But you know what? While feeling sad that morning, at some other level, I also felt relieved – to realise that I could still feel that sad about my brother’s death – as strange as that sounds.

Because the worst thing of all when someone you love dies, is to think that at some time in the future you might reach a point where you’d never feel any grief when you thought about their absence.

Intentionally, or unintentionally, that is the concept that is conveyed by well-meaning people who try to comfort you when you’re grieving, by offering phrases such as you’ll feel better with time. In the days and weeks after John’s death, that piece of wisdom achieved nothing more than to make me very angry. Angry at the person who said it, and angry at the very thought of it. I didn’t want to feel better. I didn’t want to contemplate the possibility that I would ever feel better.

Last night, I went to see One More Time With Feeling, the film commissioned by Australian singer/songwriter Nick Cave on the release of his latest album, basically to fill the role of publicity for the album. The artist doesn’t wish to do media rounds and answer questions about the album’s relationship to the tragic death of his 15 year old son just over a year ago. In the film, Cave remarks on the meaningless platitudes offered by others, who say things like he lives on in your heart. No he doesn’t, says Cave to the interviewer, He is in my heart, of course, but he doesn’t live anywhere. 

I am mindful of what I say to someone who is grieving. I refuse to buy sympathy cards that offers these kinds of cliched phrases. Grieving is important. It’s honouring the beloved person who has died. It ties you to the person who has died. Why would you offer comfort to someone recently bereaved by telling them that eventually they will lose that too, the grief that binds them to the person they loved?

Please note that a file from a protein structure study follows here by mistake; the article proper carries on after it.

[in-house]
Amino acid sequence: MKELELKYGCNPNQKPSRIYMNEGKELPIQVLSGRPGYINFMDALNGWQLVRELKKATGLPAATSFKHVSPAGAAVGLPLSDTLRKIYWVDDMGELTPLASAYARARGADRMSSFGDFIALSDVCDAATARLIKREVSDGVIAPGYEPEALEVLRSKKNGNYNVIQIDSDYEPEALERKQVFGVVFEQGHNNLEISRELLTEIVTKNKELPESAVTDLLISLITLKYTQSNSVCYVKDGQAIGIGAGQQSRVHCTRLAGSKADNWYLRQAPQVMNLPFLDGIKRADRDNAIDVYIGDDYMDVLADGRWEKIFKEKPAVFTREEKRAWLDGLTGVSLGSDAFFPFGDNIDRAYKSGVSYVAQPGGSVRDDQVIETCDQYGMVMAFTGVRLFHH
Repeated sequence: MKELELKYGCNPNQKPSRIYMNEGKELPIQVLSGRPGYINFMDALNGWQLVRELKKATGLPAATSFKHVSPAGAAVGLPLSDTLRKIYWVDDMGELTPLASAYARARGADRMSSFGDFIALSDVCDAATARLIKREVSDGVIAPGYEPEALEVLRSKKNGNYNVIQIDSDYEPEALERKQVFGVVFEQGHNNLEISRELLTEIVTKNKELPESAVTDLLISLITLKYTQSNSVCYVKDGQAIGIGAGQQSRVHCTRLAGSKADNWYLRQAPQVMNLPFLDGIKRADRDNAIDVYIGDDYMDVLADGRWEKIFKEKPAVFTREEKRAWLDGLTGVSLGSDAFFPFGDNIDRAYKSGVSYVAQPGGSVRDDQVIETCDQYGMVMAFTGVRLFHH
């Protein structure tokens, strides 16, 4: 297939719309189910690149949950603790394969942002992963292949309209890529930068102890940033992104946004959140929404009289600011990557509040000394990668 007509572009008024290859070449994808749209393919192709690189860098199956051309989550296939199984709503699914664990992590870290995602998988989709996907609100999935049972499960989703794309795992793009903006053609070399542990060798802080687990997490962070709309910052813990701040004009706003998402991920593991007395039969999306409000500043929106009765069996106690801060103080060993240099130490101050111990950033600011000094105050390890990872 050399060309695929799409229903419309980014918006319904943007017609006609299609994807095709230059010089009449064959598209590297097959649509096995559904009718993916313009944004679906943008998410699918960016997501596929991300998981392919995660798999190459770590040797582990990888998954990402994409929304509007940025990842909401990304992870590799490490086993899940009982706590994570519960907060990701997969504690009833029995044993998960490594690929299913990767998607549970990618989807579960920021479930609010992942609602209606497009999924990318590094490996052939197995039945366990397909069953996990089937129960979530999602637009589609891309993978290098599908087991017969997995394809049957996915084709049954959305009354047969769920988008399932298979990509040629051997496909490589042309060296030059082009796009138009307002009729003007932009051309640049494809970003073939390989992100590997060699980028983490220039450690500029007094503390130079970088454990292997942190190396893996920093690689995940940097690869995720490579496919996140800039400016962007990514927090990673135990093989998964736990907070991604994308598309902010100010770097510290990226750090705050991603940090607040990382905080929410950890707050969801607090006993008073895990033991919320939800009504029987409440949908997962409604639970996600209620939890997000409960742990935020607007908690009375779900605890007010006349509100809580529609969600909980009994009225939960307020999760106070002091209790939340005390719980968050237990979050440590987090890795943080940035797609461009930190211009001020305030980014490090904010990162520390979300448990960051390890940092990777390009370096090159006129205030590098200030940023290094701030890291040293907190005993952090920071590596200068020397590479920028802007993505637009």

Better, surely, to say what a wise friend who had lost both her sisters, said to me at the time: grieve for your brother!

Death

I’ve written a lot about the death of my brother – there are plenty of posts on this blog about John, and my grief when he died. There is one specific post that, due to the specificity of its title, must come up in search results when people search relevant terms, and every now and then on that post, I receive a comment from someone whose brother has recently died; quite often, in a similar way – in his sleep, from no known cause. Every time, it breaks my heart to hear this person struggling with immense sadness, pain and confusion about why this has happened. I received another such comment only a few weeks ago, and it was long, and filled with confusion, pain, and anger. My heart broke all over again. I read this young man’s comment and cried for him, and his younger brother.